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Bass virtuoso Stanley Clarke was asked why he wasn't bringing a drummer along for his Sept. 14 concert with pianist Hiromi.
"When we play fast, we play very fast," he said. "It's hard for a drummer to keep up."
The 61-year-old Clarke and 33-year-old Hiromi will unleash their quickness at the opening concert of the 2012-2013 JazzSLC series, in its second year at the Capitol Theatre.
Clarke is famliar to Utah fans for his recent tours with Return to Forever, the jazz fusion group founded by is a jazz fusion founded by Chick Corea, as well as being the first headliner at The State Room. Hiromi has never been to Utah though she knows the state hosted the Olympics in 2002.
The Philadelphia-born sexagenarian's chemistry with the Japan-based tricenarian has been on display since the two teamed up for the 2009 album "Jazz in the Garden." Then, they were joined by Clarke's Return to Forever band mate Lenny White, where the three added innovation and spirit to everything from Duke Ellington's "Take the Coltrane" to the Red Hot Chili Peppers' "Under the Bridge." It was a fruitful meeting that eliminated the idea of a generation gap.
Playing with the two legendary jazz-fusion figures from Return to Forever wasn't intimidating to Hiromi, who in a phone interview from Japan that she considered it a luxury to play with them. "They make such a great team. It was easy."
Clarke first investigated Hiromi when Corea suggested he check out her playing. Clarke said that Corea, who had played with Hiromi, doesn't recommend other musicians often, so he took the advice seriously.
"Every now and then, someone sticks out," Clarke said of the first time he watched her on video. "It's always great when you least expect it."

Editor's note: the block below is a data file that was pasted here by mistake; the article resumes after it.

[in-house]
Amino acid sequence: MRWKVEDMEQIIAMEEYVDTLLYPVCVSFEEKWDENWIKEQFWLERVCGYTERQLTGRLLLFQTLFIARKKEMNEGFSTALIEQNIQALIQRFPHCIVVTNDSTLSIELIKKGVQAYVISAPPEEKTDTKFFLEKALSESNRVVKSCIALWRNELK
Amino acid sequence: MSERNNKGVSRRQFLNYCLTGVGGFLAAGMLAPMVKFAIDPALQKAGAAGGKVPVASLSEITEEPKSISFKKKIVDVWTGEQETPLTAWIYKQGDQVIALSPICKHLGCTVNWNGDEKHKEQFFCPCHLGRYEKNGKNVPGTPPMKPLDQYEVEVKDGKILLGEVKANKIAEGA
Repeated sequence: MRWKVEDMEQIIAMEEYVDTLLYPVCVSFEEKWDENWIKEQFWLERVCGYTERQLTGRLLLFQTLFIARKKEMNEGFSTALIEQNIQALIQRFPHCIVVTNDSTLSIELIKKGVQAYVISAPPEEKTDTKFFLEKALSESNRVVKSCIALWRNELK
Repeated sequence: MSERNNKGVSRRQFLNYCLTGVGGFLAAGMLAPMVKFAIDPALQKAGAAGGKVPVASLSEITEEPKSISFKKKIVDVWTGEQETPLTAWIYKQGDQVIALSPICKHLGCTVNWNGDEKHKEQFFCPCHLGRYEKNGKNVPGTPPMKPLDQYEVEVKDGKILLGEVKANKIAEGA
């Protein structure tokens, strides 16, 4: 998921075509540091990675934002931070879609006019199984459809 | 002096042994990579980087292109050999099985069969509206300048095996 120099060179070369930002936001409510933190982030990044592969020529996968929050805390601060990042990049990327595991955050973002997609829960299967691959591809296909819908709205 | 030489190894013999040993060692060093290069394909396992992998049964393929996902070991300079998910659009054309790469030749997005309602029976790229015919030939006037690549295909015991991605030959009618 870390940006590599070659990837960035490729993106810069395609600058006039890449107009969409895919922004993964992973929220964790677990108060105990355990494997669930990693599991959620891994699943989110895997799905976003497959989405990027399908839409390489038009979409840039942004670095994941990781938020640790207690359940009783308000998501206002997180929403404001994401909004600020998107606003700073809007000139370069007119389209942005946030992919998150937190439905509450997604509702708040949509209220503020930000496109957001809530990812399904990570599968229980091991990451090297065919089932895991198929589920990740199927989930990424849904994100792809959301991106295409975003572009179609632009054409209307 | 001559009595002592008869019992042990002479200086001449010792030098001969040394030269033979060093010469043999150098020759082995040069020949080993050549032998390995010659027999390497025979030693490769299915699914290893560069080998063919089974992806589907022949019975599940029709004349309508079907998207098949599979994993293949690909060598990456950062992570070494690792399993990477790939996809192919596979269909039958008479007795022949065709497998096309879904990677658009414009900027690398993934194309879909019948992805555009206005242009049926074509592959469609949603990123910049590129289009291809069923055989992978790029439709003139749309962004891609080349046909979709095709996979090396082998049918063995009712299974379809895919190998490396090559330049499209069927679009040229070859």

Hiromi had already developed a reputation by the time she collaborated with first Corea, and then Clarke. Although she began playing classical piano, her teacher Noriko Hakita exposed Hiromi to jazz records that entranced the pianist, noting that her teacher was very open-minded.
Hiromi eventually attended Boston's Berklee College of Music, where she was mentored by jazz icon Ahmad Jamal. Before graduation, she had already signed with jazz label Telarc, and has since become one of the highest regarded Japanese jazz musicians touring around the world.
"He called me first," Hiromi said of Clarke's request to play with him for "Jazz in the Garden." "I was very happy. Of course, I knew him from Chick Corea, and Return to Forever."
Clarke praised her musicianship. "She's always had a tremendous ability to physically play the piano," he said.
Gordon Hanks, founder of the local jazz series, terms Hiromi a "fireball."
Despite first playing as a trio when Clarke and Hiromi began collaborating, Clarke is looking forward to just the two of them sharing the stage. "We have a unique energy," he said, "This is more exciting than having a drummer."
Opening with ...
Bass virtuoso Stanley Clarke duets with Hiromi, a young Japanese pianist.
When • Friday, Sept. 14 at 7:30 p.m.
Where • Capitol Theatre, 50 W. 200 South, Salt Lake City
Tickets • $30 at ArtTix